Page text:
Most people who have high cholesterol have no symptoms other than their LDL number that gives only their doctor grief. The impact of elevated ‘bad cholesterol’ levels is being hotly debated, but for those with a risk for heart disease, most agree that lowering that number via meds is advisable.
But many of the ideal candidates for meds start them but don’t keep taking them. Why is that? Simply, because people don’t feel any differently when they take them. There is no feel-good symptom, no energy boost, nada, from lowering that number via meds.
And that same problem is what keeps organizations producing content without any guiding content strategy. For now, it doesn’t feel bad to do what they’re doing. It’s pain-free. There is no obvious symptom that is shouting ‘we need a content strategy.’
But when it comes to the elite field of top-producing content marketers, associations stand alone as the ones that do not yet have a content strategy. Let’s look at the top reasons for stopping the cholesterol meds as these seem to also explain the content strategy conundrum too.
I don’t feel any different/better when I take the medication so why should I continue?
Associations have been producing content for a long time, they are rather masterful with storytelling and content creation, but they haven’t yet faced the pain of the forprofit content creators wedging in between them and their audience of members and prospective members. How associations are producing and delivering content ‘appears’ to be working. But, the highly targeted audience of associations is a marketer’s dream and wielding content (in an accountable content marketing process guided by a content strategy) well-positions businesses to compete and insert themselves as a go-to source for association members. One of the strong attractions for your members beyond the high quality and well-targeted content is that these firms offer is that the bulk of their content is free — they know how to leverage the content to attract advertisers and sponsors to do the paying. Plus, they are using their content to build a prospect pool for their other products or services. What is it going to take to waken associations to this reality? I think if you look to global corporations who excel at their own content marketing, you will see fine examples of what to emulate. And you’ll also see that not a one is producing content in the absence of a content strategy.
I don’t like taking medications.
It’s about changing and change is hard. But what around you hasn’t changed? There haven’t been so many profound changes in so short a time in history. And the demand for change didn’t stop at the association threshold. Ask yourself, how much of how you are producing content looks like how you did it ten years ago? Back when most people had never heard of the upstart Google. Back when there weren’t a gazillion social channels, back when your members had few choices to get reliable information for their niche? Yeah, change is hard, there is no denying that. What’s harder though is feeling the brunt due to a lack of change when you had the opportunity to do so.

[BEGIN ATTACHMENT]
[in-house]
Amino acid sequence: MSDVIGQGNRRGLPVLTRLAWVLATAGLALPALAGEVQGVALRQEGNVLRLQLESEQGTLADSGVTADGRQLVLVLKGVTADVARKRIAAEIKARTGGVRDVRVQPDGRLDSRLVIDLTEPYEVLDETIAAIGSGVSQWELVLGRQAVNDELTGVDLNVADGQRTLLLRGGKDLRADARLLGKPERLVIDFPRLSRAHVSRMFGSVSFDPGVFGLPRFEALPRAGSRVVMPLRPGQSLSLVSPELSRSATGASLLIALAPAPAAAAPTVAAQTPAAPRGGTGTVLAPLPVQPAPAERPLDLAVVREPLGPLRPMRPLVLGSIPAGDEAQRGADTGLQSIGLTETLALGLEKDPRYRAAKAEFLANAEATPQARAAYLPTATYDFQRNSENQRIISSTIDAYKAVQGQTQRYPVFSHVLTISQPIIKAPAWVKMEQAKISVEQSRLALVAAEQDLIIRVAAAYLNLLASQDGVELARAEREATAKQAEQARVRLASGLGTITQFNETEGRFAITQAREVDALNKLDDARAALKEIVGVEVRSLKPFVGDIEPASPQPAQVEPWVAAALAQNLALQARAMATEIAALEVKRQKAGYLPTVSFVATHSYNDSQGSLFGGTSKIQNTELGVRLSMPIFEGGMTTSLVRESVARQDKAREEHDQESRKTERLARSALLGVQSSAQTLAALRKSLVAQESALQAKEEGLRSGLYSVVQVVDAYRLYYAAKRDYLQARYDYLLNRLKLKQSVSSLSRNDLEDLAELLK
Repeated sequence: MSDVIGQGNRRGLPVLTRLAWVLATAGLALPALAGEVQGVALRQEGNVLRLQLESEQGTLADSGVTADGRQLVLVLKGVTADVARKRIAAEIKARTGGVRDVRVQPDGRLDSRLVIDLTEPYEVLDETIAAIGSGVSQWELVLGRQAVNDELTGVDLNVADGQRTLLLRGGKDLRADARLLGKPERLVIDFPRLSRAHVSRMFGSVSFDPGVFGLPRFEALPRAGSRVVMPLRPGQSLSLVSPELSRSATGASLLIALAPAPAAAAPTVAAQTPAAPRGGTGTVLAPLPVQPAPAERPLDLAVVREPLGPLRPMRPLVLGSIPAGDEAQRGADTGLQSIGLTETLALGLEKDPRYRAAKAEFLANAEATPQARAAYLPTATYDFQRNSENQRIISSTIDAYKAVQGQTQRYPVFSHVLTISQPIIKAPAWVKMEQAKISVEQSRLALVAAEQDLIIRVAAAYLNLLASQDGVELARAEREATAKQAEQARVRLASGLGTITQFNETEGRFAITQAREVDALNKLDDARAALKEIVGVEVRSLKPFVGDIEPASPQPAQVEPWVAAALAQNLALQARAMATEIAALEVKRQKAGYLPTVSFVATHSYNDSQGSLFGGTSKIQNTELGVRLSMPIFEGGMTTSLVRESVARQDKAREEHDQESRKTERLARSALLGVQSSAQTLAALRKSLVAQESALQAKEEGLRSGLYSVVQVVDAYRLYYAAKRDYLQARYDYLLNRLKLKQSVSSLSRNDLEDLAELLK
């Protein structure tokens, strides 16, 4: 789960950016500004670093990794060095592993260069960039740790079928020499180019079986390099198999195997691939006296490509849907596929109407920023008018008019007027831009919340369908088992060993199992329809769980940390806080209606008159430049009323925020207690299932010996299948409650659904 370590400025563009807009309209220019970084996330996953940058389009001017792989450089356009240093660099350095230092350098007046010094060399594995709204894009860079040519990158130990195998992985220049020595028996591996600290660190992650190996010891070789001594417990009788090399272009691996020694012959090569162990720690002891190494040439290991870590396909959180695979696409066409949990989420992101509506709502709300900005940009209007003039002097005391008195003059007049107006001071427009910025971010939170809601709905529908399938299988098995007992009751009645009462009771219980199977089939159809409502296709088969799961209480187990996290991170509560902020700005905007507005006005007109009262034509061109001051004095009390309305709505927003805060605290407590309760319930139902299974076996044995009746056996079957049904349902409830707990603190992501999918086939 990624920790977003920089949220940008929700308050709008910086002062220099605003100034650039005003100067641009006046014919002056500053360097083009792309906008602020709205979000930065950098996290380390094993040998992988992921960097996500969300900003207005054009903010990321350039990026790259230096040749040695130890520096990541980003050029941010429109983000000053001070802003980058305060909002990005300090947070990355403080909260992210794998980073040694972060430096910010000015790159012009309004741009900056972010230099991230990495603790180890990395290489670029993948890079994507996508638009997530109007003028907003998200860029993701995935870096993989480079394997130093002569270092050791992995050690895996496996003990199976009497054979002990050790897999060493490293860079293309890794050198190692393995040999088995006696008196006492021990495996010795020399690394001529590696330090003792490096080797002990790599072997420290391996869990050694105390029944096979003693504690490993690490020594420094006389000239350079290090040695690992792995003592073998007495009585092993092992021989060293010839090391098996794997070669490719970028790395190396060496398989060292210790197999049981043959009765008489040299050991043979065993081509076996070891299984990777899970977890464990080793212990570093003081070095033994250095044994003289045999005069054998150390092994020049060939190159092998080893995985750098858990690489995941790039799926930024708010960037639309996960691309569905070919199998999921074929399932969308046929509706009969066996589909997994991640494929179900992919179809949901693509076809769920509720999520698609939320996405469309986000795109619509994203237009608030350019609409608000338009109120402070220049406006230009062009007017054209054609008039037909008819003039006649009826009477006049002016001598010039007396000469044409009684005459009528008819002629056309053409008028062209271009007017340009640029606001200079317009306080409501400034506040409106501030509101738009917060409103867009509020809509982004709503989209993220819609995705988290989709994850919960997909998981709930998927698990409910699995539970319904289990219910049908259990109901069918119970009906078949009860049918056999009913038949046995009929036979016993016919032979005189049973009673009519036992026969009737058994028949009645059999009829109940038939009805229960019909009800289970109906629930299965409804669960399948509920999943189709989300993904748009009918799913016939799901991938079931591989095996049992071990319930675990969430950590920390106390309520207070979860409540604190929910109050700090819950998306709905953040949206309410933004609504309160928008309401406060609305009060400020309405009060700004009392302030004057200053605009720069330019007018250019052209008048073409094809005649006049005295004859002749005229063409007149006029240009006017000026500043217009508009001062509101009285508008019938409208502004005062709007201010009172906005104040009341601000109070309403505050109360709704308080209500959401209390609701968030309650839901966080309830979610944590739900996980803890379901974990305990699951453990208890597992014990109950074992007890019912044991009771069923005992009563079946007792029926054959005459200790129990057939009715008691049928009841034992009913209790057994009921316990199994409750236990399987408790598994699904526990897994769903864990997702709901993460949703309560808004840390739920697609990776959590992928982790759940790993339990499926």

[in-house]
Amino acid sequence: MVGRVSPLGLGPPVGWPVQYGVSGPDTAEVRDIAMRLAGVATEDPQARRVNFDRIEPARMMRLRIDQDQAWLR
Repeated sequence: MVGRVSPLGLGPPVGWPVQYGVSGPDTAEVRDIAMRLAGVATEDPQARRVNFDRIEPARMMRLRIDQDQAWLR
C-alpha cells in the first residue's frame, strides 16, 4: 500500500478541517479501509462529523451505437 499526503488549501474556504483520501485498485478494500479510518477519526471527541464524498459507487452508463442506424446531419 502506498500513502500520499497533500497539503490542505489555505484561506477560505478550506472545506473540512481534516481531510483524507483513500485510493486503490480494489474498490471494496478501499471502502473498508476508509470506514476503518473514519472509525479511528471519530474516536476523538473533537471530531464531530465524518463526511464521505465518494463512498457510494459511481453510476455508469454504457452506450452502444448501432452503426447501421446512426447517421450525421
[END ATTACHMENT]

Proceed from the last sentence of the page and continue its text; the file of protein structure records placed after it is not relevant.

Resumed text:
I can’t afford the medication.
Developing a content strategy isn’t cost-free but it is no more expensive than a competitor analysis, publication redesign or a brand development. A content strategy informs so many aspects of your content development and delivery, but the valuable part is the deep understanding of your members as buyers of your services or products. You can’t afford not to understand their motivations in choosing you or not choosing you.
I can’t remember to take it every day.
It’s going to be real easy to read this article, think hmmmm, and forget all about it. Change is hard. Fighting for resources for something new for your org is hard. Collaborating across departments is hard. Taking no action or not innovating is really easy and no one will notice. Except you.
I’d prefer natural herb remedies or vitamins.
Evolve or die is pretty natural. And while that may sound alarmist, we see the difference between what our various types of clients are accomplishing with their content. Many associations still work in a system that lacks accountability, where the worth of content programs can’t be tied to supporting top-level business goals. Some of our other clients, nonprofits or corporations, set goals, have a robust understanding of their buyer’s motivations, and measure and track their content assets’ performance. That kind of accountability leads to a reduced need for your precious resources along with an increase in ROI.
Do you think that if your association’s content creators left and went to work at a content marketing firm that they would return to you and be proponents to continue with your organization’s content production-delivery-tracking practices as is? If yes, then kudos, brava, applause, this article is not for you — it’s for the association that is wondering what this content strategy business is all about and what does it mean for them.
And what does it mean for you? What does content strategy mean for you as an association? Does the following feel like something you can continue with, even if you don’t feel the pain without it, can you remember to stick with it, fight for the funds to make it happen, and accept this as a natural progression:
I know that our content is top-notch and we want to fully leverage it to expand our following of members, prospective members and evangelists as our organization continues to innovate its way to its place in the future.